Defining unity has become hard in a world that seems to be falling apart. Catalans have tried to vote in an independence referendum merely days after the Kurds, Québec’s autonomy is back on the table and Brexit is causing uproar, not only in the EU, but even more in the UK itself. And what if the Scots decide they’ve had it and become independent after all?
Unity out of division
Germans, of all people, know about the inconveniences, and even dangers, of separation and partition. A mere one thousand five hundred years of regional reclusiveness were followed by only about seventy years of unity (and two World Wars) before the country was broken apart again. Of course, there’s a difference between forced partition and chosen self-government. But historically speaking, abandoning all the advantages of a unified state because of ethnic pride and regional patriotism has rarely stood the test of time.
When, in 1841, von Fallersleben wrote the text to the German national anthem, he addressed unity alongside justice and freedom in a democratic state. Now, however, elections as the very basis of democracy have come to show the fault lines that still exist throughout Germany. In the recent parliamentary election, thirteen percent voted for a party whose program exploits this lack of unity – a division based on current political matters both in Germany and the EU. The foundation of democracy is in imminent danger. As with the British people, it is our freedom that allows us to question the point of our unity.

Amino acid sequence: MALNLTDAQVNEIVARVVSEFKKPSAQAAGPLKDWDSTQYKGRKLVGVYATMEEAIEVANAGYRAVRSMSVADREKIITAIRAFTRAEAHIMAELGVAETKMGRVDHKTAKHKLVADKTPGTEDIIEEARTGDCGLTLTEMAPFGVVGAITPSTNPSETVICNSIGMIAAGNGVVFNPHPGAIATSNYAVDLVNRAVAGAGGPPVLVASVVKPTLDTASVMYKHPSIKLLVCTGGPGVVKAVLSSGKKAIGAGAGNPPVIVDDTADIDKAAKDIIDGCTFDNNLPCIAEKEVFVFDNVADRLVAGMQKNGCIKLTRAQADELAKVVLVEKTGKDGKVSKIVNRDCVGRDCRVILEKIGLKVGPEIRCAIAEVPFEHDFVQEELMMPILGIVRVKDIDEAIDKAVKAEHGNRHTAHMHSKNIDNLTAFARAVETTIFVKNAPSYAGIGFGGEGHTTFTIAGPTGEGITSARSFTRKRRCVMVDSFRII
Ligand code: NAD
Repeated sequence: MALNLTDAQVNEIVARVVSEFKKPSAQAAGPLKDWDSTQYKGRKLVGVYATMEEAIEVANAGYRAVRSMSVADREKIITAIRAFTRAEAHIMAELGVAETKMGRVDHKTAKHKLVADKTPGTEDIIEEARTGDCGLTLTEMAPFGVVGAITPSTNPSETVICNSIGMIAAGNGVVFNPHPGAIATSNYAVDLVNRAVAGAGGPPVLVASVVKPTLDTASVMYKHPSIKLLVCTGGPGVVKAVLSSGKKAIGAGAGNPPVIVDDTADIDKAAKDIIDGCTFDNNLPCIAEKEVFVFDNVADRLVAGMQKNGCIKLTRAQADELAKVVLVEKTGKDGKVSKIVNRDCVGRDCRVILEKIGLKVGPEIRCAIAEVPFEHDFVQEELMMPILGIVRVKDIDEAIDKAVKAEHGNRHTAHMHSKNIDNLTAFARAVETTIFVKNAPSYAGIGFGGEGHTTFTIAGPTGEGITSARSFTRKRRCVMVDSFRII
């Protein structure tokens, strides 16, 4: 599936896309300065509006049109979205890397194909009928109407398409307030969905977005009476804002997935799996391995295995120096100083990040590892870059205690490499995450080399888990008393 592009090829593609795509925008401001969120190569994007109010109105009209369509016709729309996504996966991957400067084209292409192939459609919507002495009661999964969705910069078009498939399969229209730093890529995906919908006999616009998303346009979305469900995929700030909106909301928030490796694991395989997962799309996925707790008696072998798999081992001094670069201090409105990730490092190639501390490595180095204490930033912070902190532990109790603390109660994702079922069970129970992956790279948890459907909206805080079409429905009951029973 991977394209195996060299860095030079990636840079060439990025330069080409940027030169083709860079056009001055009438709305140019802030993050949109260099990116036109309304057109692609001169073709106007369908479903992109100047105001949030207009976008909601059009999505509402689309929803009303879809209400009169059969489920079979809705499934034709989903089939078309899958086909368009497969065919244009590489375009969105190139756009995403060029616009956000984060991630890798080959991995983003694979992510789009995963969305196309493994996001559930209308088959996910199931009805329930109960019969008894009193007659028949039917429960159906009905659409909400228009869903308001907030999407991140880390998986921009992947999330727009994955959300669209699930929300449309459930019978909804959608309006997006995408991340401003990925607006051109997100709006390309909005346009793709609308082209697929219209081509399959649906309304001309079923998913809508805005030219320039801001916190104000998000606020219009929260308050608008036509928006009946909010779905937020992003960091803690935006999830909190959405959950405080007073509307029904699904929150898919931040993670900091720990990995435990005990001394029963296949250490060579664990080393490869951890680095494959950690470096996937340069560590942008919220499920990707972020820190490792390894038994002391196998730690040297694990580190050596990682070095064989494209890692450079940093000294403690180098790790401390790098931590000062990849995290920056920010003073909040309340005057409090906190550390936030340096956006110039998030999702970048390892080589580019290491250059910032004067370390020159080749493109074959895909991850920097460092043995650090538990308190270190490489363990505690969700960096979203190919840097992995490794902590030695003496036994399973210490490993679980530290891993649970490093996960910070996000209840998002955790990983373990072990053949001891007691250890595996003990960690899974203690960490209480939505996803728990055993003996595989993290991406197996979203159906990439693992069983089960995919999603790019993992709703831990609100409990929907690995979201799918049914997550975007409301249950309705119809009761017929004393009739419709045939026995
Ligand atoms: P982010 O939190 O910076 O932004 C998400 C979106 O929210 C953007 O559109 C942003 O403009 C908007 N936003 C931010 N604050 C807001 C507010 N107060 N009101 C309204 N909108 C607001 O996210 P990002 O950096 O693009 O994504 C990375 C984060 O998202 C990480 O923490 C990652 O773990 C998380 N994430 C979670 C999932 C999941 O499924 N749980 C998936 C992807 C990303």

Peace out of unity
In these disturbing times, it’s vital that Germans celebrate and embrace their unity, particularly on our twenty-seventh Tag der deutschen Einheit. This unity lies in diversity within the framework of a unified Europe, our key guarantee for peace, which in turn secures our territorial integrity. Germany, of course, was divided by brute force, which is a whole different story than Brexit or the movement for Catalonian independence. Unity just for the sake of it only leads to stagnation, if not regress.
Still, those who long for independence should challenge their motives. There are three questions to be answered: first of all, how bad is my current situation? Maybe, I’m just suffering from First World Problems. Second, is partition the solution to my problems? Or will they just continue on a regional level? And, finally, will I gain more than I lose? Sometimes, winning independence from a greater power threatens unity within.
Text: Angie Czygann & Niklas Schmidt
Picture: Angie Czygann